Experts warn against waste incineration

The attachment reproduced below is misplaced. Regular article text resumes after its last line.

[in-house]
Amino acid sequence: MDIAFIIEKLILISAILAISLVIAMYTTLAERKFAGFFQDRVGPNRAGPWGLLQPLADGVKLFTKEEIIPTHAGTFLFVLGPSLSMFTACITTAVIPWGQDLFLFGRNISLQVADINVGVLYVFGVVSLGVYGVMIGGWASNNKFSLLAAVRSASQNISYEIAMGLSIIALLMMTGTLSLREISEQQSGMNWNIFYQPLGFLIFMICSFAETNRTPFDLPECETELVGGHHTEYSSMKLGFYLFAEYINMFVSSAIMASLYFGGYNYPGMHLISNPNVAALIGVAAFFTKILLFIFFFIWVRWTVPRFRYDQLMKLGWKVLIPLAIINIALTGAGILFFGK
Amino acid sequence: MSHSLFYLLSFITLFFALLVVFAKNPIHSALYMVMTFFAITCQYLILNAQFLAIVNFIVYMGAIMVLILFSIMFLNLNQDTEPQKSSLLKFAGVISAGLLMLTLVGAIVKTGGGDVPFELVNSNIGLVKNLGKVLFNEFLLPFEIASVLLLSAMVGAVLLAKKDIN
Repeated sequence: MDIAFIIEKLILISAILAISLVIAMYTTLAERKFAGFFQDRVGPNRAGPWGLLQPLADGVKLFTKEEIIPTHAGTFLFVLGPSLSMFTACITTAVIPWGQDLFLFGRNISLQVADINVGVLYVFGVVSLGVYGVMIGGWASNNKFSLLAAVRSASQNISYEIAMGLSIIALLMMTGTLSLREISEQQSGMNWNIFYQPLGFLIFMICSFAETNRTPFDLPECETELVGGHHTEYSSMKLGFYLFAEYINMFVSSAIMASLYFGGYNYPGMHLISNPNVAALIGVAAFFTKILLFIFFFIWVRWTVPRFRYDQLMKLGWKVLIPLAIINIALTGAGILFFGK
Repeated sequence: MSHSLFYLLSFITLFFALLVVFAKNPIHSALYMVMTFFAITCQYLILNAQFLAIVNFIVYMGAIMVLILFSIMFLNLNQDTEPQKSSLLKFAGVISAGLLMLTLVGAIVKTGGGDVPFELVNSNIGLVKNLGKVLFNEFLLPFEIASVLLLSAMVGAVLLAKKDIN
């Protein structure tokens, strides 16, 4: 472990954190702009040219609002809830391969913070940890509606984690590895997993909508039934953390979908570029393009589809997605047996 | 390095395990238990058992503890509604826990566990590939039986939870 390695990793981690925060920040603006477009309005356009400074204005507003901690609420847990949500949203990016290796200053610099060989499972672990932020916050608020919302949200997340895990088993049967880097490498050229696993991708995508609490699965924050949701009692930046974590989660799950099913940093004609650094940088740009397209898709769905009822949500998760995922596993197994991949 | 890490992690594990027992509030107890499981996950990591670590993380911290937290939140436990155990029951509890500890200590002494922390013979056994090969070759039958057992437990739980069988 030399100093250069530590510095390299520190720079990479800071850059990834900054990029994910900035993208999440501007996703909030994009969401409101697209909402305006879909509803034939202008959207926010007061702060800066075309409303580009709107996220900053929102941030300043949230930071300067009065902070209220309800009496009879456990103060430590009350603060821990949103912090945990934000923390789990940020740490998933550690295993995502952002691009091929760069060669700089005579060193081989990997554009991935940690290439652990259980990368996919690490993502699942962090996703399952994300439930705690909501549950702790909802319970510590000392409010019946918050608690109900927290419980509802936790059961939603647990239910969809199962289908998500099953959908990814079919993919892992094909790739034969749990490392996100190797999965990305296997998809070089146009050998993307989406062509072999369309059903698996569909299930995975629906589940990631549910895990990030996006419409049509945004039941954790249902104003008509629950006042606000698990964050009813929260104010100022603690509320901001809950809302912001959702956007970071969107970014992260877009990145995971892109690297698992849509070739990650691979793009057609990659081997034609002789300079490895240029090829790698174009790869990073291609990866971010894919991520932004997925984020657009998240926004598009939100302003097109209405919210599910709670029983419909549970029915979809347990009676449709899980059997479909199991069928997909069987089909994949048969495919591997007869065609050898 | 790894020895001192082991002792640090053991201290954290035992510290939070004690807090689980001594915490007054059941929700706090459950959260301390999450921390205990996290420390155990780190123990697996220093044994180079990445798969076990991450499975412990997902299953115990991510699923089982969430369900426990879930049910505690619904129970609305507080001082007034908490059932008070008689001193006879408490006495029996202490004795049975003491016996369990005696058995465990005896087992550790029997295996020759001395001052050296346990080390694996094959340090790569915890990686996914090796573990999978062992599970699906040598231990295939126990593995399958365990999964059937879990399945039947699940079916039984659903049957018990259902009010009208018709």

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Incineration as a waste disposal method is both expensive and environmental hazardous when not done correctly, a panel of experts at the American University of Beirut warned Wednesday. “Incineration is an extremely expensive technology that requires a lot of investment in environmental protections,” Jad Chaaban, an associate professor of economics, said at the conference at AUB’s Issam Fares Institute. Chaaban added that the technical complexity of the process and lack of regulatory infrastructure meant the practical application was likely to be both an ineffective and potentially dangerous solution to Lebanon’s trash crisis. Alan Shihadeh, a professor of mechanical engineering, also noted that incineration would contribute to Lebanon’s already high-levels of air pollution. “In Beirut, across different sites, we had 100-200 percent above the World Health Organization recommended air pollutant concentration,” he said. “We have a very serious air pollutant problem.” Shihadeh explained that this was partly the result of widespread diesel generator use, as well as Lebanon’s climate and geography. Part of what has made incinerators an attractive option for Lebanon however, is that they can eliminate the need for landfills – one of the driving forces behind recent trash crises. In Oct. 2016, the Beirut Municipality responded to the ongoing waste problem by proposing an incinerator for the city. However the city’s mayor, Jamal Itani, declined to comment on the IFI criticisms regarding incinerators Wednesday. However, Joseph Zeaiter, a chemical engineering professor, explained that though the plants cut down on the mass of waste produced, their outputs are highly toxic and require tremendous investment of technology and money to get right. “In Europe, they implemented four to five different cleaning stages to eliminate particulates, dioxins and acids. There is also ash produced in the burning process that contains metals like lead, mercury and arsenic.” Najat Aoun Saliba, AUB professor of analytical chemistry, said that mitigating the effects of these outputs required an investment of resources that aren’t currently available in Lebanon. “These plants require highly sophisticated equipment. They need continuous monitoring, a high budget and qualified staff.” According to Saliba, Lebanon also doesn’t have the labs necessary to measure and monitor some of the more dangerous byproducts. Monitoring compliance with potential rules and regulations was another issue highlighted by several of the participants. “Do we have an independent, competent authority to do the work,” Saliba asked. “Assuming we do, how to they enforce compliance?” In addition to the potential environmental hazards of incineration, Zeaiter also noted that, given the kinds of waste produced in Lebanon, incineration wasn’t even the most effective option available. “For incineration to work, you need a waste management system to be in place – starting with source reduction or minimizing the generation of waste,” he said. “You have to rely on composting and recycling, especially because the vast majority of waste produced here is organic.” Ultimately, incinerators would only be effective for dealing with 12 to 16 percent of current solid waste production, Zeaiter said. Issam Lakkis, an associate professor of mechanical engineering, explained that these issues, combined with weather patterns that would quickly spread harmful toxins throughout the country, made incineration a poor choice. “When I saw the distribution of pollutants in all directions, I made a joke to my colleagues that the only good thing about incineration is that it will be nonsectarian,” he quipped.

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